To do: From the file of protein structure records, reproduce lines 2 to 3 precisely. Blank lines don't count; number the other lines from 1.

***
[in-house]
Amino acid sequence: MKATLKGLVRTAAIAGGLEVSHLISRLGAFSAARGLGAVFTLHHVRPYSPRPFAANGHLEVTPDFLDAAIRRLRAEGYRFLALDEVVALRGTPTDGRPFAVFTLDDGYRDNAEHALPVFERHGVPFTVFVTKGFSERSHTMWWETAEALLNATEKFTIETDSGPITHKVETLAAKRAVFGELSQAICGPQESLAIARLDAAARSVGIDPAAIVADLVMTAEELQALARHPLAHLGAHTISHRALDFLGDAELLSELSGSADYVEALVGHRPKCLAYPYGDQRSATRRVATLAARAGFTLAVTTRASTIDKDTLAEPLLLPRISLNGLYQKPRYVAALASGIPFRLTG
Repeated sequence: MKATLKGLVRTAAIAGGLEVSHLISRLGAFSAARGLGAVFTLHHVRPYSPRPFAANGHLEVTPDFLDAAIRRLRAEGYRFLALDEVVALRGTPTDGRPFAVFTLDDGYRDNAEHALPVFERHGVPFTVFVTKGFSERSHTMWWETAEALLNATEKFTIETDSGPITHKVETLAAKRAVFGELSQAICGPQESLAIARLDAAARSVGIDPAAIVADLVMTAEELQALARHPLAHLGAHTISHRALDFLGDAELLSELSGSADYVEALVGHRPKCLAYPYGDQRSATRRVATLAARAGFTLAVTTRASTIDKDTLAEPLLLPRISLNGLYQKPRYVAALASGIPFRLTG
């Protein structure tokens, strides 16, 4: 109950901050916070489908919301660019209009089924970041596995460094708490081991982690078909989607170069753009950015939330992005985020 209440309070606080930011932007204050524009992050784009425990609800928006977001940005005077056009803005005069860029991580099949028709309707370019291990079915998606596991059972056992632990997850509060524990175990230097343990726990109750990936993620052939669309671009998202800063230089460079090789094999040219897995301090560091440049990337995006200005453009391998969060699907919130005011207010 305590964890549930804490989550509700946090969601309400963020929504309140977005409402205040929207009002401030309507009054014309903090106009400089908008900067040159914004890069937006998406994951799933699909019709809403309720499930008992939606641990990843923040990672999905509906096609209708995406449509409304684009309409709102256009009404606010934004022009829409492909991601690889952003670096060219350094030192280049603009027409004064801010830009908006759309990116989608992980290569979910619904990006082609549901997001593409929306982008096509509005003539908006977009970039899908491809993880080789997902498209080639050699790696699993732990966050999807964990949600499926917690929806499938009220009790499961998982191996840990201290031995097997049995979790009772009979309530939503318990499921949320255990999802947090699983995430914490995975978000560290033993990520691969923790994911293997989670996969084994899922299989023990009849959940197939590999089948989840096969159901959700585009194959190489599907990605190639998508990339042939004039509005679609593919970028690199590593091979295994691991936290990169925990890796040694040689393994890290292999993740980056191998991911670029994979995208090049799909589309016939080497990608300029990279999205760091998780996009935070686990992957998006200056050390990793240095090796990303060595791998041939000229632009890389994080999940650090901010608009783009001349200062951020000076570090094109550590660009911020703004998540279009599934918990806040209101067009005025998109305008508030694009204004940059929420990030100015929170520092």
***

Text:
Amino acid sequence: MKATLKGLVRTAAIAGGLEVSHLISRLGAFSAARGLGAVFTLHHVRPYSPRPFAANGHLEVTPDFLDAAIRRLRAEGYRFLALDEVVALRGTPTDGRPFAVFTLDDGYRDNAEHALPVFERHGVPFTVFVTKGFSERSHTMWWETAEALLNATEKFTIETDSGPITHKVETLAAKRAVFGELSQAICGPQESLAIARLDAAARSVGIDPAAIVADLVMTAEELQALARHPLAHLGAHTISHRALDFLGDAELLSELSGSADYVEALVGHRPKCLAYPYGDQRSATRRVATLAARAGFTLAVTTRASTIDKDTLAEPLLLPRISLNGLYQKPRYVAALASGIPFRLTG
Repeated sequence: MKATLKGLVRTAAIAGGLEVSHLISRLGAFSAARGLGAVFTLHHVRPYSPRPFAANGHLEVTPDFLDAAIRRLRAEGYRFLALDEVVALRGTPTDGRPFAVFTLDDGYRDNAEHALPVFERHGVPFTVFVTKGFSERSHTMWWETAEALLNATEKFTIETDSGPITHKVETLAAKRAVFGELSQAICGPQESLAIARLDAAARSVGIDPAAIVADLVMTAEELQALARHPLAHLGAHTISHRALDFLGDAELLSELSGSADYVEALVGHRPKCLAYPYGDQRSATRRVATLAARAGFTLAVTTRASTIDKDTLAEPLLLPRISLNGLYQKPRYVAALASGIPFRLTG